Tag Wesley Sneijder

Tag Wesley Sneijder

Fergie calls time on spending

July 26, 2011 Tags: , , , Opinion 96 comments

Sir Alex Ferguson claims that Manchester United is unlikely to spend again this close season but it is the 69-year-old manager’s assertion that this summer’s retirements have financed the club’s spending that will raise eyebrows. While United’s Cristiano Ronaldo-sized cash pile has finally enabled Ferguson to loosen a vice-like grip on the Glazers’ cheque book, it is seemingly the requirement to reign in spending on wages that may limit the Scot’s transfer market ambitions.

Indeed, as has become the parlance in recent times the “Ronaldo money is there,” with the Scot giving the green-light to spend heavily on Wesley Sneijder this summer but unable to afford the Dutchman’s admittedly astronomical wages. Plus ça change critics might add, with United still investing in promise rather than fulfilled talent under the Glazer regime, despite the squad requirements this summer.

“We lost five players in their 30s this summer,” said Ferguson in New York last night, ahead of United’s fixture with MLS All Stars at the Red Bull Arena.

“That helped finance the three younger players – Ashley Young, Phil Jones and David de Gea – I have brought to the club. At this moment, I can’t see another addition. The type of player we might have been looking for is not available. I am happy with the players I have got at this moment in time.”

Ferguson’s comments are a less than oblique reference to Luka Modric, Samir Nasri and Sneijder, each of whom has piqued the Scot’s interest. But with Tottenham Hotspur steadfastly refusing to sell the Croatian and Nasri more-than-likely joining Manchester City on a Bosman next summer, Ferguson’s options in a narrow field are now limited.

Yet the failure to secure Sneijder is disturbing. The Dutchman will remain at Internazionale for the foreseeable future after neatly slotting into a central midfield role in Gian Piero Gasperini’s 3-4-3 system during pre-season. Note to United supporters who doubted it: the Sneijder is, and has always been, tactically flexible enough to flourish in the deeper role identified for him at Old Trafford.

Financially speaking the aborted deal for Sneijder once again brings into question United’s muscle in the Glazer era. By far the world’s most profitable club – at least in EBITDA terms – with the third largest revenue on the planet, United could not close out the deal despite Inter’s willingness – read requirement – to sell and Sneijder’s openness to a move.

After all, Inter is more than £100 million behind United in annual revenues with a highly under-commercialised structure that requires the club to balance the books before UEFA’s Financial Fair Play (FFP) initiative kicks in.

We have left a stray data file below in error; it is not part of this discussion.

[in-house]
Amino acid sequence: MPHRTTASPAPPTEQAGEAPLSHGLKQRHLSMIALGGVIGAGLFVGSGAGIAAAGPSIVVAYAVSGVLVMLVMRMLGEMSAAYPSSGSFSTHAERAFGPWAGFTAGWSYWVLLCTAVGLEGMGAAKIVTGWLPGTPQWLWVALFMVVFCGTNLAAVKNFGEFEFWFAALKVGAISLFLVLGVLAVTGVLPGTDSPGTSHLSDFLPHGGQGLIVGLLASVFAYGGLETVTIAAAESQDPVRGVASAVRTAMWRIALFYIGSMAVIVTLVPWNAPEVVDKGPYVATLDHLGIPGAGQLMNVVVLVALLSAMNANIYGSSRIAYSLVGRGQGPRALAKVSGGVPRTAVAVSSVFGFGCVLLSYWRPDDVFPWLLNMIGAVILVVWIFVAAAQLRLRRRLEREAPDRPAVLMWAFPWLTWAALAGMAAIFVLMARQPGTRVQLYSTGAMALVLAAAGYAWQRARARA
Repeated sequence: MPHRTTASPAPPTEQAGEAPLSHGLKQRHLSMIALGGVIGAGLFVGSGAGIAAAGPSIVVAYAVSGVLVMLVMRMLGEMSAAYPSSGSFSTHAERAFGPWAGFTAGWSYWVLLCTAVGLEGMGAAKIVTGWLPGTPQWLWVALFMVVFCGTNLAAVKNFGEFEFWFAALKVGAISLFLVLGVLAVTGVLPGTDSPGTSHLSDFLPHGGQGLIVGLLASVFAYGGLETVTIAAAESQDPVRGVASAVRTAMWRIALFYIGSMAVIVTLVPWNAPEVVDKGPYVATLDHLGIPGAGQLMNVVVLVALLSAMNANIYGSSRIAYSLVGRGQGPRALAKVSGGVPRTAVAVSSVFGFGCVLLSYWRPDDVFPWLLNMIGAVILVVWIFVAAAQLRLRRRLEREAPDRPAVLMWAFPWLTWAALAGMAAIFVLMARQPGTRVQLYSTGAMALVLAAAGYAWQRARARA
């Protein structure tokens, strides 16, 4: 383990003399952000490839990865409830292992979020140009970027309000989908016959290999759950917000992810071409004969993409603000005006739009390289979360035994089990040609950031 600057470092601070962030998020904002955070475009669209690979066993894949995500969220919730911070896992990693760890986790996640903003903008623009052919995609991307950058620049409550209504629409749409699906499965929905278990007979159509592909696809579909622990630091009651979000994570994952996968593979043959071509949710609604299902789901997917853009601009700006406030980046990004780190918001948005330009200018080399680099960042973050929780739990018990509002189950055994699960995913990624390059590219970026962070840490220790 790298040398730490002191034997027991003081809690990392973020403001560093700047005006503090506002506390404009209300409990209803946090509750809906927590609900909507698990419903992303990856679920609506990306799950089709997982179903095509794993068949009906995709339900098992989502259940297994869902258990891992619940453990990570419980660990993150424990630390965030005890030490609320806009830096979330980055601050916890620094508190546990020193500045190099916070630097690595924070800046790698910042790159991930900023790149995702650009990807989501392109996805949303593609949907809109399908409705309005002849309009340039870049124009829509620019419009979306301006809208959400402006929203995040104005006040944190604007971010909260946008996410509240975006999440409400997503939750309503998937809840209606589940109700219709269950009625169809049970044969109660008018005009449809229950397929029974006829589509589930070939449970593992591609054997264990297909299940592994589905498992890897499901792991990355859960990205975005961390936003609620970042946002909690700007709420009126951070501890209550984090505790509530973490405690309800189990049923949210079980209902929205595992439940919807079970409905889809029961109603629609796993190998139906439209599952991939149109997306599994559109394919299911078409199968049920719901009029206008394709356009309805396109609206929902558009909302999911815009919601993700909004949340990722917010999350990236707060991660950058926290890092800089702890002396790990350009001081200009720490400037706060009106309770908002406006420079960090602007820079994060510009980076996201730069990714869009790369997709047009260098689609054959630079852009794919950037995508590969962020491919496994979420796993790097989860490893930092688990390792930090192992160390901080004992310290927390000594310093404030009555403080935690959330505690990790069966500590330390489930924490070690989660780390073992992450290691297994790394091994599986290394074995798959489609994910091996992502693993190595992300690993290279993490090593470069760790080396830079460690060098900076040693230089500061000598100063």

What then of United’s prospects in the coming season, with Michael Carrick, Anderson, Darren Fletcher and Ryan Giggs making up Ferguson’s limited options in central midfield. Each has a serious question mark about his quality and ability to perform.

After all Carrick’s improved performance last season may yet be the exception to prove a rule in an otherwise undistinguished three-season period. Anderson has offered glimpses of talent in an otherwise highly disappointing four-year spell at Old Trafford, while Fletcher cannot shake a serious virus that undermined the Scot’s last campaign. Giggs, the mainstay of United’s central midfield creativity towards the back-end of last season, is 38 in November.

Quibbles over quality aside when it comes to raw numbers Ferguson has fewer options in central midfield for the coming campaign than last.

Despite this United will begin the new season as favourites to retain the Premier League title. Chelsea’s dynamic new coach and Manchester City’s wealth notwithstanding, none of United’s domestic rivals is stronger. New midfielder or not, the nine-point gap at the head of the table  told of United’s ability to endure a long domestic and European campaign.

Yet there is a real debate about whether the club is any stronger for the coming season even if Ferguson has laid the seeds for long-term success. David de Gea  is an outstanding young goalkeeper under immense pressure during his first campaign at the club. Phil Jones will offer solid defensive back-up but less flexibility than Wes Brown and John O’Shea. Meanwhile, Ashley Young must perform from the start to convince many United supporters that the 26-year-0ld is the solution to closing the gap on Barcelona in European terms.